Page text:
IT has been another strong 12 months for the beef industry and the future is looking just as bright.
On the back of increased domestic and international demand, the market has continued to be solid despite extra volumes entering the market as a result of the drought in the Eastern States.
Recent figures released by Meat and Livestock Australia (MLA) in its Beef Fact Sheets showed in the 2018-19 financial year Australia produced approximately 2.35 million tonnes carcase weight (cwt) of beef and veal and the gross value of Australian cattle and calf production (including live cattle exports) in the 12-month period was estimated at A$10.9 billion.
In terms of Australia's domestic market MLA reports Australian's consumed about 25 kilograms of beef per person in 2018-19 and domestic expenditure on beef was approximately A$8.76b.
When it came to beef exports Australia exported 72 per cent of its beef production to more than 70 countries and this generated $9.5b, while Australian live cattle exports were valued at A$1.6b in 2018-19 with 1.2 million head exported.
The story looks just as positive for this financial year as Australian beef exports have so far surged on the back of strong international demand and higher cattle turnoff than previous years, no doubt a result of the drought in the Eastern States.
Also with the Australian dollar at some of the lowest levels in years, this has made Australian beef exports more affordable within an increasingly competitive international market.
MLA recently released its October update for its 2019 industry projections for the Australian cattle industry and it reported for the calendar year to August 2019 that beef export values had reached A$6.8b, up 22pc on the same period in 2018.
The update also noted with the forecast increase in production, beef exports have also been revised upwards and are now expected to hit 1.19 million tonnes shipped weight (swt) in 2019, the third highest on record (only surpassed by the other severe drought years of 2014 and 2015).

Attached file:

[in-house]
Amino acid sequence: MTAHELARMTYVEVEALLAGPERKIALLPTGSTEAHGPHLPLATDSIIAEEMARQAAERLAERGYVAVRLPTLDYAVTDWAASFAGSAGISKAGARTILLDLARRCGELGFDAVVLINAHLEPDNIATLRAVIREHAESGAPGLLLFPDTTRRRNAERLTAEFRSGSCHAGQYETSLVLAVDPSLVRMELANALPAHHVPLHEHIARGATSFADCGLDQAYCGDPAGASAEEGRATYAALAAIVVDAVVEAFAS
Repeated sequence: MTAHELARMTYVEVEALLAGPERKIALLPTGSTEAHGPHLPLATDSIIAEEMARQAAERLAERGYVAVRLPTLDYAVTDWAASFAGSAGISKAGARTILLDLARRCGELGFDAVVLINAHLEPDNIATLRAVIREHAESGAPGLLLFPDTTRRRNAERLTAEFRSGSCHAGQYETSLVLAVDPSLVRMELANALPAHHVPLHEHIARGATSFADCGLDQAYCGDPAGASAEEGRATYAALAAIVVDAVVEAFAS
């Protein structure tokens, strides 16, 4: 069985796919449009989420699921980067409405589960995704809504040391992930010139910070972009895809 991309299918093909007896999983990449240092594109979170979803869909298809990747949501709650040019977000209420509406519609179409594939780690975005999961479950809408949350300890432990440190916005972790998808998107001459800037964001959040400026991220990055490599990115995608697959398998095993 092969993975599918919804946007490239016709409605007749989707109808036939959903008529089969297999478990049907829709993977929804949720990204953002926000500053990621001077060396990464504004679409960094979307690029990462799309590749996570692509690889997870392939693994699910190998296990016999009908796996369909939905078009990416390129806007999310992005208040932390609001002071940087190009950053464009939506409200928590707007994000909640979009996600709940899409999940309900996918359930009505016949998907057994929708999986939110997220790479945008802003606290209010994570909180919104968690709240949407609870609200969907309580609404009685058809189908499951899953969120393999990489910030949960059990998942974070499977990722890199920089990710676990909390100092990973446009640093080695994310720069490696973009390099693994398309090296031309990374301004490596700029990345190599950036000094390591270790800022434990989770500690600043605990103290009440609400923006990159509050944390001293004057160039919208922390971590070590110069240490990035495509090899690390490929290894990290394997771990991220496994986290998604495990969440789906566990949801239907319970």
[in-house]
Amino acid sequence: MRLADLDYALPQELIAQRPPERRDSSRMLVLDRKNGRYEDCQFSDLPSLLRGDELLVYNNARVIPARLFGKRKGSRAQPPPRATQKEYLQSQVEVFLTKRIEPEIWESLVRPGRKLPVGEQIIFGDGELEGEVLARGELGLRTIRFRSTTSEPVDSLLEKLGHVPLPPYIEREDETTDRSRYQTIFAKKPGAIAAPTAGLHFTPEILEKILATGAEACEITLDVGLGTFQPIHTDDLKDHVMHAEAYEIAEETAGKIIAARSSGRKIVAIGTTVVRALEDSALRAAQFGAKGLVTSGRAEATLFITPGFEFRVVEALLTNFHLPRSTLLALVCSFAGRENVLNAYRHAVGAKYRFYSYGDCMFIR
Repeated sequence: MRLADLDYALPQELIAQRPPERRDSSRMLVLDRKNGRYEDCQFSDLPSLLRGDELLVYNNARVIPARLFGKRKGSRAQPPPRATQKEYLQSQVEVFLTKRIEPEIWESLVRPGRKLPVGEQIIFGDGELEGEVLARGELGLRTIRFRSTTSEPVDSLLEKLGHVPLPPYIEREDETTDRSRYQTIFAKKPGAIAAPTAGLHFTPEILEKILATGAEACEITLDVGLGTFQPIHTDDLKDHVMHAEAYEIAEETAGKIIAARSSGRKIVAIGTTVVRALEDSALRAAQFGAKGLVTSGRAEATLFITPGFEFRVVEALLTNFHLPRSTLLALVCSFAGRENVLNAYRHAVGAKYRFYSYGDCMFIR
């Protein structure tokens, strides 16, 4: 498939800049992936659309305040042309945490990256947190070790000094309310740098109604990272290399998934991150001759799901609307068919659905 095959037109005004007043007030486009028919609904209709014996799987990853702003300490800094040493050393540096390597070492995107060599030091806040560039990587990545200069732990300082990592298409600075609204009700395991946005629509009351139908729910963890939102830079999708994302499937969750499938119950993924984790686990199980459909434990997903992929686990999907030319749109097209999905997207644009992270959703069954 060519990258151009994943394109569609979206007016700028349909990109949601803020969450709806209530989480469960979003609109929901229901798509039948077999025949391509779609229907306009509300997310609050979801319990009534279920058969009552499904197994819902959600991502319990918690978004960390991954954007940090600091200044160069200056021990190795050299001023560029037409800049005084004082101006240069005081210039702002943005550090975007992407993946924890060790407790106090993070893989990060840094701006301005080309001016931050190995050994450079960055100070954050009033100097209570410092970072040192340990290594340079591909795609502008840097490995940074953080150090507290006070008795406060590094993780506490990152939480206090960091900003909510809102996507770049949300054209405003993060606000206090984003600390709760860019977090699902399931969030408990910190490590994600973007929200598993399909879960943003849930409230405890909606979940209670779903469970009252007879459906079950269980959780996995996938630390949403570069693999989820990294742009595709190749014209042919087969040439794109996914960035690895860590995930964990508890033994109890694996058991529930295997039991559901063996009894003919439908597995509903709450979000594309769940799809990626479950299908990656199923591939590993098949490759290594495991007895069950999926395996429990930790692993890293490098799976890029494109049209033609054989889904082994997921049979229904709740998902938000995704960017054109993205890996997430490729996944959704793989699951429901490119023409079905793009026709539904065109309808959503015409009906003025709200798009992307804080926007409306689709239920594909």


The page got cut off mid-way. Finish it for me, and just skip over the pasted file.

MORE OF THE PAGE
According to MLA, China has become a key pillar in the world meat trade and as a result is having an increasing impact on the global market and subsequent price movements in the Australian domestic market.
According to the update, the strong finished cattle prices seen in 2019 have been supported by surging demand in China which has been underpinned by the ongoing African Swine Fever epidemic and a favourable Australian dollar.
It also said the ongoing United States-China trade war has created uncertainty for the global economy and future demand for red meat, but broad demand factors in many key export markets are still holding, and with the forecast for Australian cattle supplies to tighten over the next few years, continued support for finished cattle prices is expected.
Australian beef exports to China for the year to September were at 200,000t swt, up 73pc on 2018 and China even surpassed Japan as Australia's top destination for beef for July, August and September.
Much of this growth according to MLA has come from a 91pc increase in the volume of manufacturing beef, closely followed by blade which has improved by 81pc.
It said undoubtedly, these cheaper cuts of frozen beef make for an affordable pork substitute.
Another growth market so far this year has been the US.
MLA said Australia's volume of beef exports to the US was at 187,000t swt for the year to September, which was up 4pc on 2018, while the export value was up 19pc for the year to August.
It said this growth in the US was consistent across frozen and chilled product categories, with particular improvement coming from flank (up 15pc on 2018) and shank (up 33pc) cuts.
Saudi Arabia and Vietnam are other beef export markets which were up in terms of volumes shipped.
MLA reported shipments to Saudi Arabia were up by 41pc (to 9500t swt for the year to September), while Vietnam increased by 29pc (also to 9500t swt for the year to September).
When it comes to prices these have tracked a similar path to last year but are starting to strengthen.
In the projections update MLA reported prices in WA were performing the best of all States, with Western Young Cattle Indicator (WYCI) averaging 546c/kg cwt in October.
In the MLA weekly indicator report for the week ending November 15, the WYCI was at 550c/kg, slightly down on last year's figure of 564c/kg, however in comparison to the Eastern Young Cattle Indicator it was up 33c/kg.
When it comes to processing types, producers have also been seeing good returns for these.
Heavy yearling indicator (more than 400kg) was at 258c/kg to be exactly the same as 12 months ago, while the heavy cow indicator (more than 520c/kg) was 214c/kg, up from 186c/kg on the same week in 2018.